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Broad Appeal

Newsweek learns about European sophistication.

11:00 PM, Jan 20, 2003 • By CHRISTOPHER CALDWELL
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EUROPE'S GREATEST NEWSWEEKLY, Hamburg-based Der Spiegel, is also one of its biggest-selling. Since the European appetite for in-depth news analysis is unlikely to be much larger than ours, you have to assume the magazine has a secret formula for attracting such a wide readership. And it does: The editors at Der Spiegel never pass up an opportunity to carry a nude photograph. They'll run an article on crime in Brazil with a photo of two people copulating on a sandy beach, over the caption: "Rio: Not All Love and Romance." They'll run an article on Poland's economic troubles showing a bare-breasted courtesan with her arms flung over a leather sofa. ("Losing Their Shirts in Warsaw?") The arts coverage--which is almost uniformly excellent--includes essays on painting illustrated with nudes, and even rawer stuff when possible. ("Scene from 'Deep Throat': Is American Cinema Running Out of Energy?") I'm making these examples up, but if anything, they understate the technique. This sort of nudge-wink porn, one always assumed, is something American newsmagazines would do if they could.

The January 13 issue of Newsweek is an indication that perhaps they can. On page 48 we have an article on France's Raelian cult and its attempt to clone a human. No pictures of test tubes, though. The piece is illustrated with the photo of a bunch of topless women sitting in a field in central France in 1991, captioned, "Followers attend seminars in the nude and 'experiment' in sensuality, but the Raelians deny these events are orgies." Then there's the nicely illustrated "Health" section on page 65, with the lead feature "New Year, New Breasts?" (You might think this wouldn't interest those readers who lack breasts. But you'd be wrong.) Six pages later we get to the "tribute" to the late photographer Herb Ritts. This consists of a photo of five nude young women clutching one another. The page after that has Anna Quindlen urging repeal of America's sodomy laws. The column is remarkable in its own way, as perhaps the most unselfconscious example of I'm-so-smart-and-my-ancestors-were-so-stupid p.c. self-congratulation that any magazine has run in many a year. Mercifully, it is not illustrated.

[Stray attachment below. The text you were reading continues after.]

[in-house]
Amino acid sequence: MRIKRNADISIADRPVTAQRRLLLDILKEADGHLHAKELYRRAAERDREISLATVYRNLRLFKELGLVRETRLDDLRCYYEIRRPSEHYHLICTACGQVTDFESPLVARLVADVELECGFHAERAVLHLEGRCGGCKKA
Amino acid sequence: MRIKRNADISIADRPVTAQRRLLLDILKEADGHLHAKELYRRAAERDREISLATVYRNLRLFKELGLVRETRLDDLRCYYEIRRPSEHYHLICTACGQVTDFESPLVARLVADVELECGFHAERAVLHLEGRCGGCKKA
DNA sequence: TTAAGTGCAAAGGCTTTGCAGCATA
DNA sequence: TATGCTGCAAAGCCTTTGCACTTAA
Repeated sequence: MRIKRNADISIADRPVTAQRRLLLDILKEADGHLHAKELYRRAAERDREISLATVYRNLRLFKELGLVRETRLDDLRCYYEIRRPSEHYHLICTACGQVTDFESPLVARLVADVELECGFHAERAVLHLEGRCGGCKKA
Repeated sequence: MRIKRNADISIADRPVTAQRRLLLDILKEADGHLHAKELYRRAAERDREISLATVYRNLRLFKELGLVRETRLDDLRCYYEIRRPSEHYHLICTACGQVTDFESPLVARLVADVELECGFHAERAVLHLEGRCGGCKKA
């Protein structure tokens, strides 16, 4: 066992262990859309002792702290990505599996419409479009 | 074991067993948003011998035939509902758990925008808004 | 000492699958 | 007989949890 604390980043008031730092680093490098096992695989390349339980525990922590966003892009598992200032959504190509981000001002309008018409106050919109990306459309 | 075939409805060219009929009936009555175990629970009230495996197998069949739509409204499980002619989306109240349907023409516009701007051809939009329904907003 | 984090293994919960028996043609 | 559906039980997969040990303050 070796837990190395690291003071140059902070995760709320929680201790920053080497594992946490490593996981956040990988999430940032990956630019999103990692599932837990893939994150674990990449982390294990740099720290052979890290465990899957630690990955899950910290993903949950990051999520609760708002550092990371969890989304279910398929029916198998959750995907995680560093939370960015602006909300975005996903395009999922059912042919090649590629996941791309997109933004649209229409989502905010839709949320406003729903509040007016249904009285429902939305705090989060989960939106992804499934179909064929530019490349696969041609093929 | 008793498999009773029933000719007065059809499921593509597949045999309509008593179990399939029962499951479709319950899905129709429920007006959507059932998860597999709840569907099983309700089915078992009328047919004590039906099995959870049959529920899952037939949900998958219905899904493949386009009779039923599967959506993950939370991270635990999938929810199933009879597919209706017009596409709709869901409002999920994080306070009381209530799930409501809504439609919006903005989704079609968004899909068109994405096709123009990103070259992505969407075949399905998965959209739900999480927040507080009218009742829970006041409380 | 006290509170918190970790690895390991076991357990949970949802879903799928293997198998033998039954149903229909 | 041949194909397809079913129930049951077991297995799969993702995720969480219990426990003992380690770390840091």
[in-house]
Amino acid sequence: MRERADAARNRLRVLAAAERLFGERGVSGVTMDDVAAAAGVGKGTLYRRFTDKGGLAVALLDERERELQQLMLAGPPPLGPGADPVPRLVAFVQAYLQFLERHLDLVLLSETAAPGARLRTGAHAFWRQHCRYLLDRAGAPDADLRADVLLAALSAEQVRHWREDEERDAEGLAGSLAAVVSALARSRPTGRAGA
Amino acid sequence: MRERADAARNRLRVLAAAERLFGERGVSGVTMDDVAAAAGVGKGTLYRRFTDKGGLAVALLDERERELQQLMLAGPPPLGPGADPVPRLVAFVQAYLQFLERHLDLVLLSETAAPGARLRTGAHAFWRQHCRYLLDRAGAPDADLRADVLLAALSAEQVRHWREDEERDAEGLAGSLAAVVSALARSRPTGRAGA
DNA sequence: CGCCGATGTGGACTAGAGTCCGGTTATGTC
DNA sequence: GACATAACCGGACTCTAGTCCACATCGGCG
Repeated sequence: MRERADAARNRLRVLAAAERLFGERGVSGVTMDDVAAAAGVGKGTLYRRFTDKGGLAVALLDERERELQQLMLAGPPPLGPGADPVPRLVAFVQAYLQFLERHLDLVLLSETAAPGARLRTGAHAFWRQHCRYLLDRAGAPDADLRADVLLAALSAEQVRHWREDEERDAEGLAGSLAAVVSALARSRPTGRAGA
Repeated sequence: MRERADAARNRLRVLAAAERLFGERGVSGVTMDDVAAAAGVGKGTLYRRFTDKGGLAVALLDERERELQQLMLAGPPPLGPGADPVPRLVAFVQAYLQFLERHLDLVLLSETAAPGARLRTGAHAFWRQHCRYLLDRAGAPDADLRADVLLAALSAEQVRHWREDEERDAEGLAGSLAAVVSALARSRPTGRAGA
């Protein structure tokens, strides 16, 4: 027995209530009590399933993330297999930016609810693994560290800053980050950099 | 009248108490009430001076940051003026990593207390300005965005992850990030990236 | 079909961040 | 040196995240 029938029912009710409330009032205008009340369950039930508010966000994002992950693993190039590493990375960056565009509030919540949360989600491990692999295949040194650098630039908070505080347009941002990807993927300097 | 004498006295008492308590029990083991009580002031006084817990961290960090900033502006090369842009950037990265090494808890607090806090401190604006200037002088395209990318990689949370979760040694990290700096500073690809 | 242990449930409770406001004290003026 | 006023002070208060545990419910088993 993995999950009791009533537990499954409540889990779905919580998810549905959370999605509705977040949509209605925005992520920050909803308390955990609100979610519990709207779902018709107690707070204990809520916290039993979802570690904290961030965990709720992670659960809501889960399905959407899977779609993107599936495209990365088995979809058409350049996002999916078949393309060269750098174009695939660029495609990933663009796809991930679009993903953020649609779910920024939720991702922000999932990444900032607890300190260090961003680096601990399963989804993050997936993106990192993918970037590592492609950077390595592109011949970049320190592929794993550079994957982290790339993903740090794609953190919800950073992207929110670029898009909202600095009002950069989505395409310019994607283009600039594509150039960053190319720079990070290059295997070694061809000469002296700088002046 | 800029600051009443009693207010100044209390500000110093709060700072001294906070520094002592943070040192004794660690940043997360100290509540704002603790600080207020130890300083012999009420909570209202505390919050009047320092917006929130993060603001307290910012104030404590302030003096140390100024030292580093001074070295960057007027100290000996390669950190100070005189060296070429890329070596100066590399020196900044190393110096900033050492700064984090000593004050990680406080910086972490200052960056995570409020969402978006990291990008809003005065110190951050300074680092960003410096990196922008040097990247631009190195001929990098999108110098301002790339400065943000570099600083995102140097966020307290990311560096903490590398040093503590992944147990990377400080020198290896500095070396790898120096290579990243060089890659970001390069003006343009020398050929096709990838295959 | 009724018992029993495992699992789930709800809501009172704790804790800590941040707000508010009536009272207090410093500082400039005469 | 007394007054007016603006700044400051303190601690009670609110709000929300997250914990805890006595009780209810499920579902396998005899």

Now that the Spiegel technique has conquered American magazine publishing, prudish souls will require a pretext to read Newsweek. Perhaps a variant of the old Playboy excuse will do: "Oh, I don't get it for the pictures. I get it to read Anna Quindlen on sodomy."

Christopher Caldwell is a senior editor at The Weekly Standard.